Jumping on the praise bandwagon, Greece’s former Premier George Papandreou, who stepped down in 2011 during the burgeoning economic crisis that lasted almost a decade, said the once-mocked country became a shining example of how to deal with the COVID-19 Coronavirus pandemic.
“Having gone through another crisis ten years ago, Greek people realized that sacrifices early on will give us better results later on. And we created a consensus, a wider consensus, and people feel that by working together in solidarity we can deal with this,” he told the news site Euronews.
He said consensus – which he couldn’t bring, resigning after first suggesting and then pulling back the idea of a referendum on austerity demanded by the country’s international lenders – was what brought together usually-divisive Greeks.
“I would appeal to leaders to show this unity that will develop trust. And if trust is developed amongst our citizens then that will be one of the basic tools to be able to recover. Trust, cooperation is crucial in this crisis as it was 10 years ago, but even more so today,” Papandreou said.
Prime Minister and New Democracy leader Kyriakos Mitsotakis has been lauded for imposing an early lockdown on March 23, before even one death had resulted from the virus, closing non-essential businesses and requiring people to stay home except for going to supermarkets, banks, pharmacies, medical visits or businesses allowed open.
Papandreou was prime minister and head of the now-defunct PASOK Socialists that when bust for implementing austerity antithetical to its alleged principles, sought its first bailout, for 110 billion euros ($119.03 billion.)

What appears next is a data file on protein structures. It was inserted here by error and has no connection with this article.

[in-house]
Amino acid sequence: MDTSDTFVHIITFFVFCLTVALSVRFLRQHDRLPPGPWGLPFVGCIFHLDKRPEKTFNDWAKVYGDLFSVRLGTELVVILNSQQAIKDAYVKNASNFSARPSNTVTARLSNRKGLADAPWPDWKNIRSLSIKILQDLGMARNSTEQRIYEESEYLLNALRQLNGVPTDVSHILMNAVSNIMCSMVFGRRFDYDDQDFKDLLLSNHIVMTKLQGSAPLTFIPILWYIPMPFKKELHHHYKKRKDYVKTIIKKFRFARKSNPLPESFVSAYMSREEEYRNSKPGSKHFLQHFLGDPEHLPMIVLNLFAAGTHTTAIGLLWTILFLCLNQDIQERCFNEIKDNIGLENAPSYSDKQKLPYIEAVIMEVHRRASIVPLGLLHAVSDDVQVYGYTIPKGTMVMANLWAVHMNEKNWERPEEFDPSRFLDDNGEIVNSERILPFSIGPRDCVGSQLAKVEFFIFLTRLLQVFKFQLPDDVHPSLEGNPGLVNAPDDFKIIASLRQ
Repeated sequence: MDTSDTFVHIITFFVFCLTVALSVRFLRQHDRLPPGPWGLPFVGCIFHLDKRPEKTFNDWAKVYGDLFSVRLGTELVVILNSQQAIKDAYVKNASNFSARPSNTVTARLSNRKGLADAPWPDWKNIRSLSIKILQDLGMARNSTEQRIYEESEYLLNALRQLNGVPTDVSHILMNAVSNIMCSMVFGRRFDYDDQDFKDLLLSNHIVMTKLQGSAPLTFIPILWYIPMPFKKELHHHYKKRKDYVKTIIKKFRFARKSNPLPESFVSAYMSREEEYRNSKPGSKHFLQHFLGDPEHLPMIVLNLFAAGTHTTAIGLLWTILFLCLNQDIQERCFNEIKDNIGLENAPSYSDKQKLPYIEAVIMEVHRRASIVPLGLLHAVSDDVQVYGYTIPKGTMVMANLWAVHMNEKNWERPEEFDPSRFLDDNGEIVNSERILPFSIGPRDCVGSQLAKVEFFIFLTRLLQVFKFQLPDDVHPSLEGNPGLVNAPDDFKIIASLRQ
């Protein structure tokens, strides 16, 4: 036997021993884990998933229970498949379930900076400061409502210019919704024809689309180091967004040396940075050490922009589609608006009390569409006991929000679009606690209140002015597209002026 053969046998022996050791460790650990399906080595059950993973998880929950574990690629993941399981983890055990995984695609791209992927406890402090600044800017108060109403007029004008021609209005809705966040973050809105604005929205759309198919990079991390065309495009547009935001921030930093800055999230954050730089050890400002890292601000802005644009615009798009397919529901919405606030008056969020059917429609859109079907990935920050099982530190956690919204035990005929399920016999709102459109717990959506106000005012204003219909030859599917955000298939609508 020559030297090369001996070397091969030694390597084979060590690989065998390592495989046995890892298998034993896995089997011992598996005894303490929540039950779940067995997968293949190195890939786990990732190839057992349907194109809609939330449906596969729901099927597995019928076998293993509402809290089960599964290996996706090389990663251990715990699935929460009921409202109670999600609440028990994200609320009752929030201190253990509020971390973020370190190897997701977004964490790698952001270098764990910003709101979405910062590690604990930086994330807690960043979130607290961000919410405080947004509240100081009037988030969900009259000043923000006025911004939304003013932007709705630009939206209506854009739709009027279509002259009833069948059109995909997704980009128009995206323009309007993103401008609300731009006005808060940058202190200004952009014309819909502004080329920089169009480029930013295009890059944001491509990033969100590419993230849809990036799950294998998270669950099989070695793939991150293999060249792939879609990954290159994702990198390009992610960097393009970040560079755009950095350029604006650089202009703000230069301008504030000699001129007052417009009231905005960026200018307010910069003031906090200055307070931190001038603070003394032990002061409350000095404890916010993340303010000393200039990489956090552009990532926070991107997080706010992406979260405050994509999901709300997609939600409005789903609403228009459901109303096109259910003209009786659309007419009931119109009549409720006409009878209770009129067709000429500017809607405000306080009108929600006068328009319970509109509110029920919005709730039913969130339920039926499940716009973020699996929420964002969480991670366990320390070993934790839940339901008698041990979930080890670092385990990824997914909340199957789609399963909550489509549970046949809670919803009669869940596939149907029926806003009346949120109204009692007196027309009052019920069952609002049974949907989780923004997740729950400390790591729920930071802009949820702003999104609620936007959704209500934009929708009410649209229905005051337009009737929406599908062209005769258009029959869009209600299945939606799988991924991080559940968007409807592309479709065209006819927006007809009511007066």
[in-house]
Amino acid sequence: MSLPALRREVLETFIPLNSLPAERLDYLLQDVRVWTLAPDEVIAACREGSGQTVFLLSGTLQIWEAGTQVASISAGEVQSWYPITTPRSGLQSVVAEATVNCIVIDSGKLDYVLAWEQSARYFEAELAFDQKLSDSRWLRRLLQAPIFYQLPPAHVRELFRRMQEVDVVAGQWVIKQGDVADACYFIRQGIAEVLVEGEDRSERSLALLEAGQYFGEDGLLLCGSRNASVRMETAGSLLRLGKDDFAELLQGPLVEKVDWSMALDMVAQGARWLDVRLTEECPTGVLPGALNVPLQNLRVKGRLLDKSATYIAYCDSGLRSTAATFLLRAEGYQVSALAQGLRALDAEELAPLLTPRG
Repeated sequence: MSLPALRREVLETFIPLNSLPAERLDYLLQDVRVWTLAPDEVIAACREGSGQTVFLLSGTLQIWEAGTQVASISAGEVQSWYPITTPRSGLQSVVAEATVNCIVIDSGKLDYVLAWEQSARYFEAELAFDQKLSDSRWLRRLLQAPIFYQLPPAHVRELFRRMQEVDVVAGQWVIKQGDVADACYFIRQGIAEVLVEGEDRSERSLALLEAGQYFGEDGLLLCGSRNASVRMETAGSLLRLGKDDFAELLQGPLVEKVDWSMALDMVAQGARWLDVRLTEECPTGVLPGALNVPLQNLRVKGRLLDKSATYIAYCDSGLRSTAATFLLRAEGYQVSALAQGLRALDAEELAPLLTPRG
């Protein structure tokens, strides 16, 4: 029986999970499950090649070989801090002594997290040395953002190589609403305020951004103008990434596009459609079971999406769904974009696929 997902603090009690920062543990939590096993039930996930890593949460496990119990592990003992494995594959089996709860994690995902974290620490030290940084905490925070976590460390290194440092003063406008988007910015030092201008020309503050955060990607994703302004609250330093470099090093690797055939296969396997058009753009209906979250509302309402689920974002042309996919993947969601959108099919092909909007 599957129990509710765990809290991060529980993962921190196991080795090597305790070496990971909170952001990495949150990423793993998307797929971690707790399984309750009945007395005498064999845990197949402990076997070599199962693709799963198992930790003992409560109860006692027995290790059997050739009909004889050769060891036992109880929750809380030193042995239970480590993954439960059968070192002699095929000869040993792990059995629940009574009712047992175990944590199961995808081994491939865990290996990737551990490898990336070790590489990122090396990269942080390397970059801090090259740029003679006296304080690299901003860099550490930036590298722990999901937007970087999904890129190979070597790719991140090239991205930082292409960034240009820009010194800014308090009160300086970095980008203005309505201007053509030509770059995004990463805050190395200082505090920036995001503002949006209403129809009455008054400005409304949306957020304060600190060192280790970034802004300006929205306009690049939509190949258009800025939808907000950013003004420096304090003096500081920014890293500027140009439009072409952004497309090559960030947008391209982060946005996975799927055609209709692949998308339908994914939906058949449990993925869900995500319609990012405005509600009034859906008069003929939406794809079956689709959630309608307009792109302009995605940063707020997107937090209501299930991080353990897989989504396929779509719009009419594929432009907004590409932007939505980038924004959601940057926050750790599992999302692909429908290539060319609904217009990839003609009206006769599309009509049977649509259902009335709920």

“We need to act collectively and quickly. Ten years ago we were slow, we did too little too late, that cost us a lot, it caused a lot of pain and we still feel that pain today,” without acknowledging any blame for the slow reaction.
“We need to get away from the blaming and shaming, at that time it was easy to say Greece is a problem, actually it was a much wider systemic problem around the world of the financial system,” he said.
“As we are moving towards economic recovery measures we cannot talk about one country doing better, one doing less, and so on. This is an emergency, the quicker we make strong decisions the quicker we will be able to see recovery.”
“I am proud of the Greek people that have had this self-discipline and solidarity and I think it’s a very important message, a message for all of Europe,” he said.